The Incessant Language Propaganda Horse Race


Another year (another month), another set of vapid news posts that proclaim language $x or platform $y has won, whatever that means, for the latest astrological milestone.

Sure, it's fun to treat programming and technology as a horse race, where someone must win and someone must lose, but if you're in the business of solving real problems to help real people do important things (I'm in the business of just that), there comes a time at which you have to decide between inflating the stats to edge ahead in that horse race or getting things done.

(Someone more cynical than me might suggest that you consider who promotes certain technologies and the horse race mentality and what they want you to spend your money on—consulting fees, books, conferences, collaboration services they just so happen to sell, their venture capital contests—but I'm not that cynical, so forget I just typed that.)

For example, as much as you hear that HTML 5 is the future, that all applications will be mobile, running with JavaScript or some sort of compatibility shim at the worst, consider how many microprocessors shipped last year, microprocessors which get programmed with one of assembly, C, or C++. These run your car, your microwave, your phone, your electric toothbrush, your appliances, your watch, almost everything.

These billions of devices don't show up in a Google Trends search because they're ubiquitous. That is popularity, not what shows up most in Hacker News threads.

By all means talk about the wonderful things you're building to solve real problems for paying customers. (I hear there's an office full of people in Taiwan whose lives I make a little bit easier several times a week. Sometimes it's Perl. Sometimes it's a little bit of JavaScript, yes. Sometimes it's SQL. Sometimes it's a tiny shell script. Today I almost even wrote some C.)

Yet don't confuse the incessant sound and fury of the horse race and the propaganda it represents with actually doing things.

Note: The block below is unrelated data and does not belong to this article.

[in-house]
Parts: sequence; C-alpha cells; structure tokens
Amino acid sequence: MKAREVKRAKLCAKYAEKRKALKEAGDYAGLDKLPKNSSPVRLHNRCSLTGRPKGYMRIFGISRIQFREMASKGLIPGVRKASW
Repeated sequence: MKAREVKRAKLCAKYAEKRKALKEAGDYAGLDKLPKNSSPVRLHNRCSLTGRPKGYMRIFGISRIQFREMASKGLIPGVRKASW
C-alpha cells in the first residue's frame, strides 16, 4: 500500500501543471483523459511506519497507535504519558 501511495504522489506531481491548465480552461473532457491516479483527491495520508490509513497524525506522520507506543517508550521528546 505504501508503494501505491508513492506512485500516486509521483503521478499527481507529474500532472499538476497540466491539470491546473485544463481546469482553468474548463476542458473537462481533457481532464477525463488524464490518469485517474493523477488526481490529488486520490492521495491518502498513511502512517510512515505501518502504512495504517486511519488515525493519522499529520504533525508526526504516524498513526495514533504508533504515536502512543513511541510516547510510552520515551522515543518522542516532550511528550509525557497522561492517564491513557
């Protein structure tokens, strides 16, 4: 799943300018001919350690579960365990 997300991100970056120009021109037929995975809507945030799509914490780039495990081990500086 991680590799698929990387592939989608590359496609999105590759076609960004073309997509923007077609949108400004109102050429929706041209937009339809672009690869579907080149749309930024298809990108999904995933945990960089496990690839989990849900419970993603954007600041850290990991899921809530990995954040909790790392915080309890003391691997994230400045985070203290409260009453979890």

(Alternate title: While you were writing your own web server at the bare metal layer with Node.js, I saved one of my clients a million dollars.)


Although often very interesting, I always have to remind myself that Hackernews has it's own reality distortion field. Anti-FUD articles like this help a lot.

> writing your own web server at the bare metal layer with Node.js

> bare metal

> Node.js


A while back someone on Hacker News claimed to enjoy using Node.js because it felt like programming to the metal. I suppose the implication must be that HTTP is NAND gates or something.

Actually, companies like Joyent are finding ways to run things like the JVM and V8 as close to the metel as possible w/o an OS like Linux. With Joyent being a huge promoter of node, I suppose the author is making a tongue-in-cheek reference to that.

I think you're just trying to sell your books, everyone knows Perl's design principles are outdated and it's inferior to Python and Ruby which are excellently designed languages, the latter of which is a real successor to Perl (combined with the principles of Smalltalk). You're either attempting act like a salesman, or just in denial that your favourite language is on its way out.

Sorry, that's the truth, and there are times when you must accept that your favourite language is poorer than current solutions and that it has had its day.

I particularly like Python's "Functional programming is hard, let's go indenting!" philosophy, both Ruby and Python's "Variable declaration? We don't have types! It's fun to guess what scope means!" approaches, Ruby's "A coherent system for module loading? Why would you want that?", Python's "An object system is just a dictionary with some metadata, but when Perl does it it's baaaaad!", and Ruby's "If you can get it past the parser, it's allllll good" API design ethos.

Also have you seen CPAN and its ecosystem, especially CPAN Testers? (At least Ruby has something approaching specification tests now.)

Speaking of vapid posts:

Python 3 was around a year later than projected. Can we expect to see Perl 6 before the end of the next Mayan cycle?

I certainly don't expect a usable implementation of Perl 6 in the foreseeable future.

Perl is certainly perfectly usable, much more so than a heck of a lot of other things.

I don't see any pressing need to move to python/ruby/jnode/whatever.

For me, it's still either perl, or a "real" compiled language like C/C++...

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This page contains a single entry by chromatic published on January 9, 2013 9:00 AM.

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